March, Book Two by John Lewis and Andrew Aydin with art by Nate Powell
Genre: Memoir, Graphic Novel
Publisher: Top Shelf Productions
Publication Date: 2015
The Short Version:
Congressman John Lewis continues his story and the larger story of the Civil Rights movement in graphic memoir format.
Why I Read It:
After reading the first volume of this trilogy I immediately requested this second from the library.
From the publisher:
Congressman John Lewis, an American icon and one of the key figures of the civil rights movement, continues his award-winning graphic novel trilogy with co-writer Andrew Aydin and artist Nate Powell, inspired by a 1950s comic book that helped prepare his own generation to join the struggle. Now, March brings the lessons of history to vivid life for a new generation, urgently relevant for today’s world.
After the success of the Nashville sit-in campaign, John Lewis is more committed than ever to changing the world through nonviolence — but as he and his fellow Freedom Riders board a bus into the vicious heart of the deep south, they will be tested like never before. Faced with beatings, police brutality, imprisonment, arson, and even murder, the movement’s young activists place their lives on the line while internal conflicts threaten to tear them apart.
But their courage will attract the notice of powerful allies, from Martin Luther King, Jr. to Attorney General Robert F. Kennedy… and once Lewis is elected chairman of the Student Nonviolent Coordinating Committee, this 23-year-old will be thrust into the national spotlight, becoming one of the “Big Six” leaders of the civil rights movement and a central figure in the landmark 1963 March on Washington for Jobs and Freedom.
As in the first volume the timeline shifts back and forth between President Obama’s first inauguration and Congressman John Lewis remembering the early years of the Civil Rights movement.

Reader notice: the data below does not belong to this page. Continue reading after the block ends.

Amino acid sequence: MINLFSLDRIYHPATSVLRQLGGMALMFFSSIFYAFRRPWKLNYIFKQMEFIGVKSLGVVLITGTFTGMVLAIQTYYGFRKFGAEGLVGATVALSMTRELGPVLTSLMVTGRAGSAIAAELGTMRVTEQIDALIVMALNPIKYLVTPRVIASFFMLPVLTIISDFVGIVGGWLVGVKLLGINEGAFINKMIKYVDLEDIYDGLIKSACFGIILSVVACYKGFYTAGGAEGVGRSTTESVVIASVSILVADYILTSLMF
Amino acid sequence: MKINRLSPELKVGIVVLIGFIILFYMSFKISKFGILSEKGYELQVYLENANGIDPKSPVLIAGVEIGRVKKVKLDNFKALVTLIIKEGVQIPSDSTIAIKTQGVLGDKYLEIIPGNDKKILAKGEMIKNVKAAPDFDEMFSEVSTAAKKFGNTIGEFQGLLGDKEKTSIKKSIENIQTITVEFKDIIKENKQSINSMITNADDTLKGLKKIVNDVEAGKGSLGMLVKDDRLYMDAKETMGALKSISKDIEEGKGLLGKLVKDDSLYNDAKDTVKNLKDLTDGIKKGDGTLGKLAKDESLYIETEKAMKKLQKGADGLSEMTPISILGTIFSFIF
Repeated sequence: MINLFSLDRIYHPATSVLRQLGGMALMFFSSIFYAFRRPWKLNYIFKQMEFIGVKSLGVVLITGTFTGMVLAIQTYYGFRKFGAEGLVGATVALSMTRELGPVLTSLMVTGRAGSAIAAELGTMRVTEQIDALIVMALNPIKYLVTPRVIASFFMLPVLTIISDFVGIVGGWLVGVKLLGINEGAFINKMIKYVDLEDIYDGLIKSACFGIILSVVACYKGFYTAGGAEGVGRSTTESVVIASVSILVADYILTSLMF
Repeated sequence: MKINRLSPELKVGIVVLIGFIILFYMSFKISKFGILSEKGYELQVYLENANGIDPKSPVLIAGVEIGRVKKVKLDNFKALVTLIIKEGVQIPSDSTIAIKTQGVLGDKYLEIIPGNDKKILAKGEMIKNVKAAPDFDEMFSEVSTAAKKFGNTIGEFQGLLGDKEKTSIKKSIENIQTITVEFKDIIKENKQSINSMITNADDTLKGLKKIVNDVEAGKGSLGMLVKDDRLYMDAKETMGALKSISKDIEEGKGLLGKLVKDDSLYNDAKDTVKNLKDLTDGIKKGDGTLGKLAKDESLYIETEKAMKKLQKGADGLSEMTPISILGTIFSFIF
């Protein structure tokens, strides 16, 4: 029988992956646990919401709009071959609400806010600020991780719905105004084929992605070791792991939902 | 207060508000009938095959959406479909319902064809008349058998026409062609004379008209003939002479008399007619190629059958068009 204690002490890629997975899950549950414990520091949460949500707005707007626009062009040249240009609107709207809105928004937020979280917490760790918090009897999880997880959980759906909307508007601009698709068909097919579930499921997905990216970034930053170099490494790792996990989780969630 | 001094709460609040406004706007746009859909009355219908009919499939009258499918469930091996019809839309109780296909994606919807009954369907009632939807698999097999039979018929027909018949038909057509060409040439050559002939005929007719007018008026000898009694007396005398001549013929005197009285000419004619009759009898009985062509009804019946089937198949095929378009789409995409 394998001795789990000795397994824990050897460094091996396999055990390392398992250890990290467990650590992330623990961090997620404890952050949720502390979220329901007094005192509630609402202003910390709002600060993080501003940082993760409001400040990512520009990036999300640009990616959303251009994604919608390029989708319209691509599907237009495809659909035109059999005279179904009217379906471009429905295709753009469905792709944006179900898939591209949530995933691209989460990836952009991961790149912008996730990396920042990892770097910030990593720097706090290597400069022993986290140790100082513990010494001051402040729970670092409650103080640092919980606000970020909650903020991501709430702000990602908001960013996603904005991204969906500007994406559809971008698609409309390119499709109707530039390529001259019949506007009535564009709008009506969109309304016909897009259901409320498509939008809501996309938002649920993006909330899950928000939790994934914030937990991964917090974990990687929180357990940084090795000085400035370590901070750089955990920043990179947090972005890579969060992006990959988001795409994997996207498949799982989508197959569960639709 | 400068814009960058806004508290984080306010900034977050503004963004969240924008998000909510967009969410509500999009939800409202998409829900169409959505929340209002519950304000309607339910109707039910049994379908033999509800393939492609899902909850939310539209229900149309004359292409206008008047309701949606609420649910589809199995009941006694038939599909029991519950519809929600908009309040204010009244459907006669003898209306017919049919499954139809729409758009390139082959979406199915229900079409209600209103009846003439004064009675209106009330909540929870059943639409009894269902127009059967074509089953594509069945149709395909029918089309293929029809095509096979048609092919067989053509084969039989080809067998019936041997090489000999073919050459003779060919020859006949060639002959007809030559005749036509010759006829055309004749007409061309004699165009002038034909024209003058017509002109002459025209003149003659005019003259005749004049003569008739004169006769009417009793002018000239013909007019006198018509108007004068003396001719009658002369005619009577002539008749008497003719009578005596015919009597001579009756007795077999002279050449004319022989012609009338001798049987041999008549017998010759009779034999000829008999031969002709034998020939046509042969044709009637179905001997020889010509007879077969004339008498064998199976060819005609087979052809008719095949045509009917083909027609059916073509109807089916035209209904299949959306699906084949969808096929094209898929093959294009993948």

Beginning in Nashville in 1960 and ending with the 1963 bombing at Sixteenth Street Baptist Church in Birmingham that killed 4 little girls it’s a story of struggle, sacrifice and amazing courage. From the freedom riders to the March on Washington in 1963 where Lewis spoke to the crowd before Martin Luther King Jr.’s famous speech the courage of people trying to make monumental change happen is clear. Lewis shares both the triumphs as well as the struggles among the movement’s leaders regarding what was the best approach in both actions and words.
I was too young to remember the events of the time frame covered in this volume. I do remember related protests, marches and speeches from later in the 1960’s from seeing them on TV and hearing the adults in my life discussing them.
Clearly as the recent events in Baltimore and before that in Ferguson, Missouri demonstrate, we still have a long way to go in the fight for equality.
For me the most significant thing that I felt while reading this is a deep admiration of the courage it took for the people involved to put themselves out front and in danger.
Nate Powell’s artwork is wonderful. It’s all black and white drawings but he manages to convey the small moments as well as the huge scale of the big events.